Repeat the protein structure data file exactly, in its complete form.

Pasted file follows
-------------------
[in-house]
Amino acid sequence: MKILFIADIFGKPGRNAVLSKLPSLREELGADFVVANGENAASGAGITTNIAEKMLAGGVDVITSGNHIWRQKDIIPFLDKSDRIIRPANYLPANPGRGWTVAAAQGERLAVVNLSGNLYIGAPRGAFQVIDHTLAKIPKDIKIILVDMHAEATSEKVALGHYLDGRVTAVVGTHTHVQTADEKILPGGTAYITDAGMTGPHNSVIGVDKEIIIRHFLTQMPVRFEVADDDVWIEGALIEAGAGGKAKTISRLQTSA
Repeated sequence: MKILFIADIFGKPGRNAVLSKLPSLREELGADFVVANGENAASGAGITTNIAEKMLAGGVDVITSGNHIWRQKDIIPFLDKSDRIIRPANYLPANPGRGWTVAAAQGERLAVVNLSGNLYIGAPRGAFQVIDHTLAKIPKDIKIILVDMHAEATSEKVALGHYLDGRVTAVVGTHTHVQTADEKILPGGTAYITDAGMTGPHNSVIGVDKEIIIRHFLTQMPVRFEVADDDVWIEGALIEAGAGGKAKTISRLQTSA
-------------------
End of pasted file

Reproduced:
[in-house]
Amino acid sequence: MKILFIADIFGKPGRNAVLSKLPSLREELGADFVVANGENAASGAGITTNIAEKMLAGGVDVITSGNHIWRQKDIIPFLDKSDRIIRPANYLPANPGRGWTVAAAQGERLAVVNLSGNLYIGAPRGAFQVIDHTLAKIPKDIKIILVDMHAEATSEKVALGHYLDGRVTAVVGTHTHVQTADEKILPGGTAYITDAGMTGPHNSVIGVDKEIIIRHFLTQMPVRFEVADDDVWIEGALIEAGAGGKAKTISRLQTSA
Repeated sequence: MKILFIADIFGKPGRNAVLSKLPSLREELGADFVVANGENAASGAGITTNIAEKMLAGGVDVITSGNHIWRQKDIIPFLDKSDRIIRPANYLPANPGRGWTVAAAQGERLAVVNLSGNLYIGAPRGAFQVIDHTLAKIPKDIKIILVDMHAEATSEKVALGHYLDGRVTAVVGTHTHVQTADEKILPGGTAYITDAGMTGPHNSVIGVDKEIIIRHFLTQMPVRFEVADDDVWIEGALIEAGAGGKAKTISRLQTSA